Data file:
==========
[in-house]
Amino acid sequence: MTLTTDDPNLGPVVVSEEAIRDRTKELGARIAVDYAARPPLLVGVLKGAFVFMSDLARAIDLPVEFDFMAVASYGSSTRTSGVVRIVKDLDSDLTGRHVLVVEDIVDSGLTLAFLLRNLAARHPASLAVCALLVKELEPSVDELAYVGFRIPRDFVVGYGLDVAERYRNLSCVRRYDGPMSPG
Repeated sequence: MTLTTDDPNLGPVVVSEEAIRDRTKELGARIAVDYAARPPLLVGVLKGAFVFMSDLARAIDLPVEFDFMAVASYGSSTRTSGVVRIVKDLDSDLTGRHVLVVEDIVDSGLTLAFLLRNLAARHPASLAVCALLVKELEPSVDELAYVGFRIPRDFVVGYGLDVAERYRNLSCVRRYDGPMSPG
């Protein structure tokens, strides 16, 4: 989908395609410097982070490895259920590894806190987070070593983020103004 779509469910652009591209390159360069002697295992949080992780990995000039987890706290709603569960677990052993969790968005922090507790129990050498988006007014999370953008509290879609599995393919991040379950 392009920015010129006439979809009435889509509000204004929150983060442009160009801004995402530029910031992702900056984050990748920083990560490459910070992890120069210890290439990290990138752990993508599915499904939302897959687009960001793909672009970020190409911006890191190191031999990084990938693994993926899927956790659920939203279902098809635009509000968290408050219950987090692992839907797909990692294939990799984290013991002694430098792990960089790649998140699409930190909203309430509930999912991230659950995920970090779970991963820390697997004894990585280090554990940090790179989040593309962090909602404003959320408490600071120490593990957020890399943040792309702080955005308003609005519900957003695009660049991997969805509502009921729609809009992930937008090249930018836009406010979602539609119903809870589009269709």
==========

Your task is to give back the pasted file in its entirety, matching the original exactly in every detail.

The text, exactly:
[in-house]
Amino acid sequence: MTLTTDDPNLGPVVVSEEAIRDRTKELGARIAVDYAARPPLLVGVLKGAFVFMSDLARAIDLPVEFDFMAVASYGSSTRTSGVVRIVKDLDSDLTGRHVLVVEDIVDSGLTLAFLLRNLAARHPASLAVCALLVKELEPSVDELAYVGFRIPRDFVVGYGLDVAERYRNLSCVRRYDGPMSPG
Repeated sequence: MTLTTDDPNLGPVVVSEEAIRDRTKELGARIAVDYAARPPLLVGVLKGAFVFMSDLARAIDLPVEFDFMAVASYGSSTRTSGVVRIVKDLDSDLTGRHVLVVEDIVDSGLTLAFLLRNLAARHPASLAVCALLVKELEPSVDELAYVGFRIPRDFVVGYGLDVAERYRNLSCVRRYDGPMSPG
């Protein structure tokens, strides 16, 4: 989908395609410097982070490895259920590894806190987070070593983020103004 779509469910652009591209390159360069002697295992949080992780990995000039987890706290709603569960677990052993969790968005922090507790129990050498988006007014999370953008509290879609599995393919991040379950 392009920015010129006439979809009435889509509000204004929150983060442009160009801004995402530029910031992702900056984050990748920083990560490459910070992890120069210890290439990290990138752990993508599915499904939302897959687009960001793909672009970020190409911006890191190191031999990084990938693994993926899927956790659920939203279902098809635009509000968290408050219950987090692992839907797909990692294939990799984290013991002694430098792990960089790649998140699409930190909203309430509930999912991230659950995920970090779970991963820390697997004894990585280090554990940090790179989040593309962090909602404003959320408490600071120490593990957020890399943040792309702080955005308003609005519900957003695009660049991997969805509502009921729609809009992930937008090249930018836009406010979602539609119903809870589009269709």